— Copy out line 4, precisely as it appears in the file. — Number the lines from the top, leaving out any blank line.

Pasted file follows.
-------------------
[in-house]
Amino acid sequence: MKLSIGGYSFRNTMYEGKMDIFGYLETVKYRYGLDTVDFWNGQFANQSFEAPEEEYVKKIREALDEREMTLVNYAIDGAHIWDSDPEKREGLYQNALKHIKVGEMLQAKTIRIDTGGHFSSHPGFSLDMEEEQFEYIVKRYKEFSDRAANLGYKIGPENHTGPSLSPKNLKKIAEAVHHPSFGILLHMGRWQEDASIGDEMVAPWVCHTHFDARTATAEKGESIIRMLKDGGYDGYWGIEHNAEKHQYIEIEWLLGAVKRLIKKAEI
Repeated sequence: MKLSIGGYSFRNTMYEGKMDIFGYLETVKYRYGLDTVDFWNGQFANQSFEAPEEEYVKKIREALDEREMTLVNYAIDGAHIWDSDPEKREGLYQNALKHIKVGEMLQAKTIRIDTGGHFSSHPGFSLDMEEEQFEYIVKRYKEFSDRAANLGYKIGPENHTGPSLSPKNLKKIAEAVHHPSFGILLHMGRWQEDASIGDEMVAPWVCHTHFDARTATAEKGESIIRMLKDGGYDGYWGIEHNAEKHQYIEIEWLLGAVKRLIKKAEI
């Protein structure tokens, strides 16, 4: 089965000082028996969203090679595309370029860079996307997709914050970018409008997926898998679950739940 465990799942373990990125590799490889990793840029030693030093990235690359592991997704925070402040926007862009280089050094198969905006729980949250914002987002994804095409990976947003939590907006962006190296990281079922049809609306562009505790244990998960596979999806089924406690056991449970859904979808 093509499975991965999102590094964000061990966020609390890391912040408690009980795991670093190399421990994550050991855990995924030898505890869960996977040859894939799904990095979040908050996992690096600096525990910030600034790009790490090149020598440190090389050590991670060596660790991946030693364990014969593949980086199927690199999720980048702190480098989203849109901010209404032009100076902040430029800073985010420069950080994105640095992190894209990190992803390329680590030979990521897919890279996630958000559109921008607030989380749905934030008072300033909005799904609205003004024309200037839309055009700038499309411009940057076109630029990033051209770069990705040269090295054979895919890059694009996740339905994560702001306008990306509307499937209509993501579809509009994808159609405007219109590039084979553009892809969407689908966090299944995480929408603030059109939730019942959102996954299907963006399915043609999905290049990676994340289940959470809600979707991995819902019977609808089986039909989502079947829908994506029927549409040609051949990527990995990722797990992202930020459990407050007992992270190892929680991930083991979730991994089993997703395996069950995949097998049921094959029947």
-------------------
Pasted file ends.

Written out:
């Protein structure tokens, strides 16, 4: 089965000082028996969203090679595309370029860079996307997709914050970018409008997926898998679950739940 465990799942373990990125590799490889990793840029030693030093990235690359592991997704925070402040926007862009280089050094198969905006729980949250914002987002994804095409990976947003939590907006962006190296990281079922049809609306562009505790244990998960596979999806089924406690056991449970859904979808 093509499975991965999102590094964000061990966020609390890391912040408690009980795991670093190399421990994550050991855990995924030898505890869960996977040859894939799904990095979040908050996992690096600096525990910030600034790009790490090149020598440190090389050590991670060596660790991946030693364990014969593949980086199927690199999720980048702190480098989203849109901010209404032009100076902040430029800073985010420069950080994105640095992190894209990190992803390329680590030979990521897919890279996630958000559109921008607030989380749905934030008072300033909005799904609205003004024309200037839309055009700038499309411009940057076109630029990033051209770069990705040269090295054979895919890059694009996740339905994560702001306008990306509307499937209509993501579809509009994808159609405007219109590039084979553009892809969407689908966090299944995480929408603030059109939730019942959102996954299907963006399915043609999905290049990676994340289940959470809600979707991995819902019977609808089986039909989502079947829908994506029927549409040609051949990527990995990722797990992202930020459990407050007992992270190892929680991930083991979730991994089993997703395996069950995949097998049921094959029947």